“One particular group we are anxious to reassure is the community of EU citizens living here in Scotland. People from other EU countries who have done us the honour of choosing to make Scotland their home are welcome here. I want to make sure that is a message we get across strongly in the weeks and months ahead.”


Scotland, along with Northern Ireland and London were the only regions in the UK to vote in favour of Remain.  London, which has for  many years been at the centre of European and world financial markets, is deeply concerned the effect of EU withdrawal will have on the capital and in particular on the City. Today, France’s central bank warned that London could lose its prized access to EU markets following withdrawal, especially if it doesn’t remain as part of the single market. Francois Villeroy de Galhau said that London banks  would lose their “financial passport” that allows them to trade freely in the EU. The threat that banks will move out of London to Frankfurt, Dublin and elsewhere in the remaining European Union is deeply worrying to the future of London’s financial markets. Uncertainty over what lies ahead may lead to banks leaving regardless and if we are unable to negotiate remaining in the single market or maintaining the so-called passporting system in the financial markets across the EU then an exodus of banks will almost certainly happen. The chaos facing the City was summed up by  Mr Dijsselbloem, the Dutch finance minister, when he  said:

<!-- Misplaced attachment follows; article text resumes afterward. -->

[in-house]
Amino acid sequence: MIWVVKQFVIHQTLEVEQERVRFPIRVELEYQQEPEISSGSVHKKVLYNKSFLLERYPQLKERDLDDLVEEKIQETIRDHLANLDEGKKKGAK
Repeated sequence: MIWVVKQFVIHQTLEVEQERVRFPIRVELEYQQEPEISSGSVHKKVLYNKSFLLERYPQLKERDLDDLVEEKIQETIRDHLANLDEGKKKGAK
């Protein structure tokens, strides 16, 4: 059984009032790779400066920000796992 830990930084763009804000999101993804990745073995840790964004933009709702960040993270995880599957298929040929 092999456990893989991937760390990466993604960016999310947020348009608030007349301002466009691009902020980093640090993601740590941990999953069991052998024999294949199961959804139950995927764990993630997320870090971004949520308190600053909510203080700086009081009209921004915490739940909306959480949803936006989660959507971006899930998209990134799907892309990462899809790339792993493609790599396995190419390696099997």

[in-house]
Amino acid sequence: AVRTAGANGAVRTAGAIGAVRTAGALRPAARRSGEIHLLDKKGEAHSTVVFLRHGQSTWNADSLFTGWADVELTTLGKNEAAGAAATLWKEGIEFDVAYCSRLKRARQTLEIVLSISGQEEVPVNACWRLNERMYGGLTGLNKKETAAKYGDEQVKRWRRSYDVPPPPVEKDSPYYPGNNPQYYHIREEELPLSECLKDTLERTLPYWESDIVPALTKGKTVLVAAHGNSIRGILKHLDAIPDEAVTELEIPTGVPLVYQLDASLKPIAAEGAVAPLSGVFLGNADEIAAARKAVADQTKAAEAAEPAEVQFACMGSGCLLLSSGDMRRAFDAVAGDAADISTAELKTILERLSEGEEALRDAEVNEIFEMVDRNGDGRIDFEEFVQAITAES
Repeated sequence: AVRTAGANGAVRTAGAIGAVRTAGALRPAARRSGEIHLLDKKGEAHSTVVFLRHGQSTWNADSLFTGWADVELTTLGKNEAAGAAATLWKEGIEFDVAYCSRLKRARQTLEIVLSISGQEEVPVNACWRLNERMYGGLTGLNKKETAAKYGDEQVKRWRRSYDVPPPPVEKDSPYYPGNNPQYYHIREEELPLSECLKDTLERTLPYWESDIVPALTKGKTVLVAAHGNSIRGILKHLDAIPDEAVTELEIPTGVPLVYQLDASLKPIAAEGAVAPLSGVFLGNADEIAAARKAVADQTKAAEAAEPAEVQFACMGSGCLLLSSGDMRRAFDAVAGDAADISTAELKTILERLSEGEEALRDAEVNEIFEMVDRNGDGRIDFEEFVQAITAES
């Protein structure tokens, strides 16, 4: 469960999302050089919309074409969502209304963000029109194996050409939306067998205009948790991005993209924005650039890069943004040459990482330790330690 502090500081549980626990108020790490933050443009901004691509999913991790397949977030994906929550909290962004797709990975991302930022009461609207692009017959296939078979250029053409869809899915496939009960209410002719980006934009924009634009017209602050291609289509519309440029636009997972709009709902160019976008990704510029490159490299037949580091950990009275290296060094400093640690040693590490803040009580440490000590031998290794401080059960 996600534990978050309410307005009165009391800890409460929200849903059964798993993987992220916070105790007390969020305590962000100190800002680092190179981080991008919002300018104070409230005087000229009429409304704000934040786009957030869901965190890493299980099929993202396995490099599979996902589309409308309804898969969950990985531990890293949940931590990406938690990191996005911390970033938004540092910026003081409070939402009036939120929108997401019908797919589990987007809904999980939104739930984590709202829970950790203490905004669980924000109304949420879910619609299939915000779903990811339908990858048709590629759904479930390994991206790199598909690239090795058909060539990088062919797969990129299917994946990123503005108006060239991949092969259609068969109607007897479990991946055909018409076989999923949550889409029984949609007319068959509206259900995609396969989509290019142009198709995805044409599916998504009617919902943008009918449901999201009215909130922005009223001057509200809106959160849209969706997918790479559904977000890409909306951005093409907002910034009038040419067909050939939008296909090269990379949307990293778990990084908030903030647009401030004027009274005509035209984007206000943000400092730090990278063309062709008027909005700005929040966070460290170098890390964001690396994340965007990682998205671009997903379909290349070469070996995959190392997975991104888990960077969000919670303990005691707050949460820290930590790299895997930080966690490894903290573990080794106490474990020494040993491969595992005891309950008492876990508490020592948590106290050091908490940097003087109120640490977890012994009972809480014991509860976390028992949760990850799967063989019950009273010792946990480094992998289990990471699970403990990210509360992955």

“A few years ago, London took out adverts in the Asian edition of the Financial Times saying it was the place to come if you wanted to do business in the EU. Now they can’t place that advert, and the Asians will go to Amsterdam or Frankfurt instead.” (article)


As thousands are gathering in London for the annual London Pride, over 100,000 Londoners have signed a petition calling on London’s Mayor Sadiq Khan to declare London independent from the UK and, like Scotland, to apply to join the EU. London voted by 59.9% to 41.1% to remain in the EU and now feels betrayed and concerned over the future outside the EU. In some Boroughs the remain vote surpassed 70%. The petition, set up by James  O’Malley, recognises that London is an international city and wanted to remain at the heart of the EU. Talking of the petition, O’Malley said:

“Let’s face it – the rest of the country disagrees. So rather than passive aggressively vote against each other at every election, let’s make the divorce official and move in with our friends on the continent.”

London was one of a few regions in England that voted in favour of remain. My home city of Liverpool, and neighbouring Wirral where I grew up,  were others. Concern in Liverpool over a post-Brexit UK and the effects it will have on the city and on the Government’s so-called Northern Powerhouse dominated the local news yesterday. This led to a tongue-in-cheek suggestion by an academic, Dr Michael Holmes, that Liverpool should leave the UK and become part of the Republic of Ireland. Dublin-born Dr Holmes (pictured below) said: